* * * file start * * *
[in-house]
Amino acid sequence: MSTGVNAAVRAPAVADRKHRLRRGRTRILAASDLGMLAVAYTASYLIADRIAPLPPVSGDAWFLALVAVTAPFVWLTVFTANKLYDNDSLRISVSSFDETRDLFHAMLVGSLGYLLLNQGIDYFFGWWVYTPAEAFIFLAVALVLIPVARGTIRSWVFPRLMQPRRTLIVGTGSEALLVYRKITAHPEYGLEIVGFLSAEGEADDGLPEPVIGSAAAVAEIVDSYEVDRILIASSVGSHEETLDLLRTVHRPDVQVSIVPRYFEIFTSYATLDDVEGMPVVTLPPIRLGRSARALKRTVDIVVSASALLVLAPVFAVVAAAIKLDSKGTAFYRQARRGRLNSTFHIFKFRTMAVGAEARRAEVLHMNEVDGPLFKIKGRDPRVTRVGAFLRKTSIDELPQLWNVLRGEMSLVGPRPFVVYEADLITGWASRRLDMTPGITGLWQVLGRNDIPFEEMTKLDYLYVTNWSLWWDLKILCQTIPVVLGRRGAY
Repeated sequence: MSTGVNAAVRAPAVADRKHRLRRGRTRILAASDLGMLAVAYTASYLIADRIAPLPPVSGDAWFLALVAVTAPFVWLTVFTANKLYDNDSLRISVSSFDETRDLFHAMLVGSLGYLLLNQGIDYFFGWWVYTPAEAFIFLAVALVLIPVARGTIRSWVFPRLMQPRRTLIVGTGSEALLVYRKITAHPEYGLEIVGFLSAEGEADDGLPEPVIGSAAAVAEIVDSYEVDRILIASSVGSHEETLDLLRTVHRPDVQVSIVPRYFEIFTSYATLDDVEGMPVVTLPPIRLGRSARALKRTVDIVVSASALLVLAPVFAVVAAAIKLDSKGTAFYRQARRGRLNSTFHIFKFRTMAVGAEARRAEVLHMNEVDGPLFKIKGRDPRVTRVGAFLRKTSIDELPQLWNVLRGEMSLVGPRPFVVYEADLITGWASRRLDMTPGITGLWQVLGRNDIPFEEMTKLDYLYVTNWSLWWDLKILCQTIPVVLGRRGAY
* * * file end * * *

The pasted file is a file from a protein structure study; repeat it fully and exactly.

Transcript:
[in-house]
Amino acid sequence: MSTGVNAAVRAPAVADRKHRLRRGRTRILAASDLGMLAVAYTASYLIADRIAPLPPVSGDAWFLALVAVTAPFVWLTVFTANKLYDNDSLRISVSSFDETRDLFHAMLVGSLGYLLLNQGIDYFFGWWVYTPAEAFIFLAVALVLIPVARGTIRSWVFPRLMQPRRTLIVGTGSEALLVYRKITAHPEYGLEIVGFLSAEGEADDGLPEPVIGSAAAVAEIVDSYEVDRILIASSVGSHEETLDLLRTVHRPDVQVSIVPRYFEIFTSYATLDDVEGMPVVTLPPIRLGRSARALKRTVDIVVSASALLVLAPVFAVVAAAIKLDSKGTAFYRQARRGRLNSTFHIFKFRTMAVGAEARRAEVLHMNEVDGPLFKIKGRDPRVTRVGAFLRKTSIDELPQLWNVLRGEMSLVGPRPFVVYEADLITGWASRRLDMTPGITGLWQVLGRNDIPFEEMTKLDYLYVTNWSLWWDLKILCQTIPVVLGRRGAY
Repeated sequence: MSTGVNAAVRAPAVADRKHRLRRGRTRILAASDLGMLAVAYTASYLIADRIAPLPPVSGDAWFLALVAVTAPFVWLTVFTANKLYDNDSLRISVSSFDETRDLFHAMLVGSLGYLLLNQGIDYFFGWWVYTPAEAFIFLAVALVLIPVARGTIRSWVFPRLMQPRRTLIVGTGSEALLVYRKITAHPEYGLEIVGFLSAEGEADDGLPEPVIGSAAAVAEIVDSYEVDRILIASSVGSHEETLDLLRTVHRPDVQVSIVPRYFEIFTSYATLDDVEGMPVVTLPPIRLGRSARALKRTVDIVVSASALLVLAPVFAVVAAAIKLDSKGTAFYRQARRGRLNSTFHIFKFRTMAVGAEARRAEVLHMNEVDGPLFKIKGRDPRVTRVGAFLRKTSIDELPQLWNVLRGEMSLVGPRPFVVYEADLITGWASRRLDMTPGITGLWQVLGRNDIPFEEMTKLDYLYVTNWSLWWDLKILCQTIPVVLGRRGAY